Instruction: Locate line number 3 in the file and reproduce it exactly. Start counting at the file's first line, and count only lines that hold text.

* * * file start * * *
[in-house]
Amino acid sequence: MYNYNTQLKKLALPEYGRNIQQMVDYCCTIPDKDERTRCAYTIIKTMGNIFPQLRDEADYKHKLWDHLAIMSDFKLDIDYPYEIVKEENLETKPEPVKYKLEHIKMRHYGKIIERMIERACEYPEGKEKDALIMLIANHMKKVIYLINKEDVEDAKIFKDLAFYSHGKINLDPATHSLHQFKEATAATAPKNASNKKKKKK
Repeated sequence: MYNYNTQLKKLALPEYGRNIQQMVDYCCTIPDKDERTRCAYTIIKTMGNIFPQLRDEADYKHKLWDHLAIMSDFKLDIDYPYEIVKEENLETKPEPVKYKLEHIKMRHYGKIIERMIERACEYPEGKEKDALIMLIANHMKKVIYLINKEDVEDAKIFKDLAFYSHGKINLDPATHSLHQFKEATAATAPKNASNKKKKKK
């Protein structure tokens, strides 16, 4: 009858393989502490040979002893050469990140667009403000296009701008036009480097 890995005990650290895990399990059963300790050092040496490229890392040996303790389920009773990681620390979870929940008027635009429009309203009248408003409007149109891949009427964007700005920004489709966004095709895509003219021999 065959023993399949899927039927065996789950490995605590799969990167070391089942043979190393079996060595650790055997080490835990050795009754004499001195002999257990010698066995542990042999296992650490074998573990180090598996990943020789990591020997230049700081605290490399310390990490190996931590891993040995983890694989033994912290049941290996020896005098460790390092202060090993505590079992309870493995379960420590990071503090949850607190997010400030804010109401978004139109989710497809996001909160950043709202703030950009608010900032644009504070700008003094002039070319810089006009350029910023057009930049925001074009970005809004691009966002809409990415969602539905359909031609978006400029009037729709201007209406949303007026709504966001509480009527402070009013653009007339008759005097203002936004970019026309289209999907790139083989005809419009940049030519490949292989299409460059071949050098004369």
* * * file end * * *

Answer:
Repeated sequence: MYNYNTQLKKLALPEYGRNIQQMVDYCCTIPDKDERTRCAYTIIKTMGNIFPQLRDEADYKHKLWDHLAIMSDFKLDIDYPYEIVKEENLETKPEPVKYKLEHIKMRHYGKIIERMIERACEYPEGKEKDALIMLIANHMKKVIYLINKEDVEDAKIFKDLAFYSHGKINLDPATHSLHQFKEATAATAPKNASNKKKKKK